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Monday, March 7, 2011

Registry Monitoring sans Context

So, you've been asked to monitor the Windows registry with your driver and as you are a good programmer you've decided to do it by using the proper API and not by hooking the SSDT like every other coder does.

Very cool, problem is, you have no clue on how to go about it.
Fear not programmer friend! Here are 4 steps to help you out.

Step 1: CmRegisterCallbackEx

This is an API you can used in order to have Windows notify you whenever something happens with the registry. You can register pre-operation or post-operation callbacks, depending on your need, although monitoring will use post-operation callbacks.

Step 2: Creating a dispatch function

NTSTATUS RegistryMonitoringCallbackDispatch(
  __in      PVOID CallbackContext,
  __in_opt  PVOID Argument1,
  __in_opt  PVOID Argument2
  USHORT Class = (USHORT)Argument1;
  if (NULL == g_pCallbackFcns[Class])
    return STATUS_SUCCESS;
  return (*(g_pCallbackFcns[Class]))(CallbackContext, Argument1, Argument2);

As we can see above, this is a very simple function. All it does is check Argument1, which gives the type of notification and use it as an index for calling the appropriate callback.

The callbacks are defined like this:

NTSTATUS RegNtDeleteKeyCallback(__in PVOID CallbackContext, __in_opt PVOID Argument1, __in_opt PVOID Argument2);

They basically all follow the same prototype (which is the same as the dispatch function) and we can therefore, store them in a simple table which I have defined as such:

PEX_CALLBACK_FUNCTION g_pCallbackFcns[MaxRegNtNotifyClass] = {0};

The initialization of the monitoring module contains code such as this:

// Set the callbacks
g_pCallbackFcns[RegNtDeleteKey] = RegNtDeleteKeyCallback;

Now that this is done, we can go to the next step.

Step 3: Answering the call

Now that we have registered our driver with the system, whenever a registry change happens, our code will be called upon.

In that code, we don't have to do much. For example, we can merely output the name of a value that's being deleted.

If we read the documentation from Microsoft (and we always do, of course), we notice that each structure contained as Argument2 contains a pointer to a user defined context. Usually in that context you will want to store stuff like the name of the key that's being opened and its handle. This way, when a value gets added, modified, deleted etc, you will be able to know its location (under which key it's at).

But, because we're lazy and that's the point of this blog, we don't have to go through the whole context handling stuff as there's an easier way to remember what the key name is.

Step 4: Obtaining the name of a registry object.

Well, here the function that you'll need:

NTSTATUS GetObjectName(PUNICODE_STRING ObjectName, USHORT ccbLength, PVOID Object)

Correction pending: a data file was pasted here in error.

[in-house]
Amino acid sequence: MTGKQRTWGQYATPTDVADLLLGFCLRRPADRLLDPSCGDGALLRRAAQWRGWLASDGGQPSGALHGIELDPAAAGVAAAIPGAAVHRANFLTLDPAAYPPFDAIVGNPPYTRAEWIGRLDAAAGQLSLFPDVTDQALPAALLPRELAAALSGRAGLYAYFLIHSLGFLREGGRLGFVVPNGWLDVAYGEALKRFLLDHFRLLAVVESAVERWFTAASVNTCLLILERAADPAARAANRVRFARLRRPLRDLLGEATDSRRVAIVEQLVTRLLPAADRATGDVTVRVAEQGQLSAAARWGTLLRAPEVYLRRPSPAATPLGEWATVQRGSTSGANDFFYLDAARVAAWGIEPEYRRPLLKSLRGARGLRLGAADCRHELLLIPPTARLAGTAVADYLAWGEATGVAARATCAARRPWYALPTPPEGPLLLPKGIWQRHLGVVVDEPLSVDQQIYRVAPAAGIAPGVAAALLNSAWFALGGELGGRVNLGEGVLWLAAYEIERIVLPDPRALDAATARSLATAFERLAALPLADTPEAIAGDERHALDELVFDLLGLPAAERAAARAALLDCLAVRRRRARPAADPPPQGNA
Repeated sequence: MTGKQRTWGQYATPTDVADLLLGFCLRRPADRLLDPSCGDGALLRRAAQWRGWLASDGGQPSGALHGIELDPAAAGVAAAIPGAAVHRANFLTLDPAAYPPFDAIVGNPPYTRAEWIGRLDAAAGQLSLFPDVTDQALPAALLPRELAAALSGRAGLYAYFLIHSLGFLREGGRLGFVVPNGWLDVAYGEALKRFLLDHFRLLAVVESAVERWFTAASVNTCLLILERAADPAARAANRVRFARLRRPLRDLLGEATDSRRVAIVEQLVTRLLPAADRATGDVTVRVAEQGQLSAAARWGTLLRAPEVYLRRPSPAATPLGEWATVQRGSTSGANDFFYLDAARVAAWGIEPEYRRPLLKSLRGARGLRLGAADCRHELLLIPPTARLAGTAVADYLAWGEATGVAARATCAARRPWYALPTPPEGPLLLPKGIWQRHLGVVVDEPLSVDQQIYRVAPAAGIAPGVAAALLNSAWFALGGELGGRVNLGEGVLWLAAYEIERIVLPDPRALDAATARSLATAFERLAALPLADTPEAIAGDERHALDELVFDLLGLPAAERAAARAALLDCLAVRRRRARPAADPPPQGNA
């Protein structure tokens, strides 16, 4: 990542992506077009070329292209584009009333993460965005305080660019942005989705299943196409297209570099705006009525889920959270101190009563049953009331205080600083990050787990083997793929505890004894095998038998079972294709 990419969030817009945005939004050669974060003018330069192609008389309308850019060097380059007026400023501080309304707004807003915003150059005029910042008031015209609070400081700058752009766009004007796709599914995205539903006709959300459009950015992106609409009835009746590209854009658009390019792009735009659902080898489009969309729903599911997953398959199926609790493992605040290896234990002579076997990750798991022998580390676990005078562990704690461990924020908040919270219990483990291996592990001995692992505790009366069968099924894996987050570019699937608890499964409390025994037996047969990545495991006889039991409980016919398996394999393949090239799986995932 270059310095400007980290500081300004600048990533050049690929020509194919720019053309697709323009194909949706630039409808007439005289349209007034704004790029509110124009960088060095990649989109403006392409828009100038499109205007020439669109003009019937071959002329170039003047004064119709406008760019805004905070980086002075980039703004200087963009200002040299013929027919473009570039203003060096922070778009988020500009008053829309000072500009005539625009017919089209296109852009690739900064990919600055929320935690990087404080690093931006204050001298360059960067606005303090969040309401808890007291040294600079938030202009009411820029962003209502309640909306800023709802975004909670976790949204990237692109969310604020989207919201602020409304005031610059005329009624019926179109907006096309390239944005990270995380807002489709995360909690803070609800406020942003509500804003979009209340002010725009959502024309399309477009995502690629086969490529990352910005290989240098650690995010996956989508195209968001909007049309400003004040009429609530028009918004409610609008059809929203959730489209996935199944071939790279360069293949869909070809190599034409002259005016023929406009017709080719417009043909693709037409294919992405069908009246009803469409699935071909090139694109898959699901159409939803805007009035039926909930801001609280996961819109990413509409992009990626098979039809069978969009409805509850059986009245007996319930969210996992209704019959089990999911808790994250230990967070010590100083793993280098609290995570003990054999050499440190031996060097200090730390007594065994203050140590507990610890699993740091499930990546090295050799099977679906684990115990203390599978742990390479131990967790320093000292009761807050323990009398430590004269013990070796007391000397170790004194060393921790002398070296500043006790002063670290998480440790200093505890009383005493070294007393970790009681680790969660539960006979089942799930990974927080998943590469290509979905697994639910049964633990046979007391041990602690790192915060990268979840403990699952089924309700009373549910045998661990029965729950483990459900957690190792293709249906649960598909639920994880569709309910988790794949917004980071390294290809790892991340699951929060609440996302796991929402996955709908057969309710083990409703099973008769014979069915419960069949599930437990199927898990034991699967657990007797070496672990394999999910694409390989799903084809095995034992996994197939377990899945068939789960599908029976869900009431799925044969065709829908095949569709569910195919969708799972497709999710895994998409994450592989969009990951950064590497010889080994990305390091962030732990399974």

ULONG len = sizeof(OBJECT_NAME_INFORMATION) + sizeof(WCHAR) * ccbLength;
  PUCHAR Buffer = memalloc(len);
  if (Buffer == NULL)
      return STATUS_NO_MEMORY;
  ObjectName->MaximumLength = ccbLength * sizeof(WCHAR);
  __try {
      // Make sure that the object is not null
      if (NULL != Object)
          RtlZeroMemory(Buffer, len);
          status = ObQueryNameString(Object, ObjectNameInfo, len, &len);
          if (NT_SUCCESS(status))
              RtlCopyUnicodeString(ObjectName, &ObjectNameInfo->Name);
      // Object may have been invalid (This can happen when

      // dealing with registry notification)
      status = GetExceptionCode();

  return status;

Not that hard now, was it?

Note: the 'memalloc' and 'memfree' are placeholders for proper allocation functions.

Then, for example, let's say that we are monitoring a value that's being deleted, here's a possible callback code for it:

NTSTATUS RegNtDeleteValueKeyCallback(__in PVOID CallbackContext, __in_opt PVOID Argument1, __in_opt PVOID Argument2)
    NTSTATUS status = 0;
    UNICODE_STRING ObjectName = {0};
    WCHAR* Buffer = (WCHAR*) memalloc(sizeof(WCHAR) * BUFFER_SIZE);
    HANDLE Pid = PsGetCurrentProcessId();
    RtlUnicodeStringInit(&ObjectName, Buffer);
    GetObjectName(&ObjectName, BUFFER_SIZE, infoDeleteKey->Object);
    SendRegistryDeleteValueNotification(ObjectName.Buffer, infoDeleteKey->ValueName->Buffer, Pid);
    DBGPRINT("Deleting value: %p [%ws\\%ws]\r\n", infoDeleteKey->Object, ObjectName.Buffer, infoDeleteKey->ValueName->Buffer);

    return STATUS_SUCCESS;

In the code above, we get the name of the value from the structure we get in Argument2 but the name of the key is unknown. Fortunately, we have that nifty little function written above that will help us out.

So there you have it, registry monitoring made painless (kinda).

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